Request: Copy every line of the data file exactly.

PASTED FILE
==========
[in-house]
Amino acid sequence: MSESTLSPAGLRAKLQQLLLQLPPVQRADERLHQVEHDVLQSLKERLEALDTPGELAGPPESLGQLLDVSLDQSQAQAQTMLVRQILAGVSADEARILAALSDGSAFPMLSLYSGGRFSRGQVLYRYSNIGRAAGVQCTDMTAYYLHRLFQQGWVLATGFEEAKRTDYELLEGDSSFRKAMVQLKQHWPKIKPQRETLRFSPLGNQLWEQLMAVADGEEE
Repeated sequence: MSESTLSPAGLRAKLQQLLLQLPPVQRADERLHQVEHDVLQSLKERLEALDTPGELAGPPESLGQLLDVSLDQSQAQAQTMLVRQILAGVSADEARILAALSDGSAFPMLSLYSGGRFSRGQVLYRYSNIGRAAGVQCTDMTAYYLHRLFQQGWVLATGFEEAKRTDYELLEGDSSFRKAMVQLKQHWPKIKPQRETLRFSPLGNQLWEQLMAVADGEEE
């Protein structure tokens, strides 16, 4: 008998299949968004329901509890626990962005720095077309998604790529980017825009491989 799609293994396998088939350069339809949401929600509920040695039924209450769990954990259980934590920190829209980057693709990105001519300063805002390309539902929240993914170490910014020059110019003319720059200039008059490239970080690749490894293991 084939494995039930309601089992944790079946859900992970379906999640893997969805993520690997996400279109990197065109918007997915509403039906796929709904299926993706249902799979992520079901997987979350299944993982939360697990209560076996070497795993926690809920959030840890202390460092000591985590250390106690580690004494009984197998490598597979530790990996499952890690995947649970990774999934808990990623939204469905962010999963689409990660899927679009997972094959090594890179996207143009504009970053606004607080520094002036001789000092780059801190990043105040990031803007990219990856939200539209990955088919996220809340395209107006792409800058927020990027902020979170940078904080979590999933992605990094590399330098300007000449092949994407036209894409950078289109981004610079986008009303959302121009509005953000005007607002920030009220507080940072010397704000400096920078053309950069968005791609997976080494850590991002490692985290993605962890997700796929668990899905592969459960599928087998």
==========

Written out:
[in-house]
Amino acid sequence: MSESTLSPAGLRAKLQQLLLQLPPVQRADERLHQVEHDVLQSLKERLEALDTPGELAGPPESLGQLLDVSLDQSQAQAQTMLVRQILAGVSADEARILAALSDGSAFPMLSLYSGGRFSRGQVLYRYSNIGRAAGVQCTDMTAYYLHRLFQQGWVLATGFEEAKRTDYELLEGDSSFRKAMVQLKQHWPKIKPQRETLRFSPLGNQLWEQLMAVADGEEE
Repeated sequence: MSESTLSPAGLRAKLQQLLLQLPPVQRADERLHQVEHDVLQSLKERLEALDTPGELAGPPESLGQLLDVSLDQSQAQAQTMLVRQILAGVSADEARILAALSDGSAFPMLSLYSGGRFSRGQVLYRYSNIGRAAGVQCTDMTAYYLHRLFQQGWVLATGFEEAKRTDYELLEGDSSFRKAMVQLKQHWPKIKPQRETLRFSPLGNQLWEQLMAVADGEEE
């Protein structure tokens, strides 16, 4: 008998299949968004329901509890626990962005720095077309998604790529980017825009491989 799609293994396998088939350069339809949401929600509920040695039924209450769990954990259980934590920190829209980057693709990105001519300063805002390309539902929240993914170490910014020059110019003319720059200039008059490239970080690749490894293991 084939494995039930309601089992944790079946859900992970379906999640893997969805993520690997996400279109990197065109918007997915509403039906796929709904299926993706249902799979992520079901997987979350299944993982939360697990209560076996070497795993926690809920959030840890202390460092000591985590250390106690580690004494009984197998490598597979530790990996499952890690995947649970990774999934808990990623939204469905962010999963689409990660899927679009997972094959090594890179996207143009504009970053606004607080520094002036001789000092780059801190990043105040990031803007990219990856939200539209990955088919996220809340395209107006792409800058927020990027902020979170940078904080979590999933992605990094590399330098300007000449092949994407036209894409950078289109981004610079986008009303959302121009509005953000005007607002920030009220507080940072010397704000400096920078053309950069968005791609997976080494850590991002490692985290993605962890997700796929668990899905592969459960599928087998």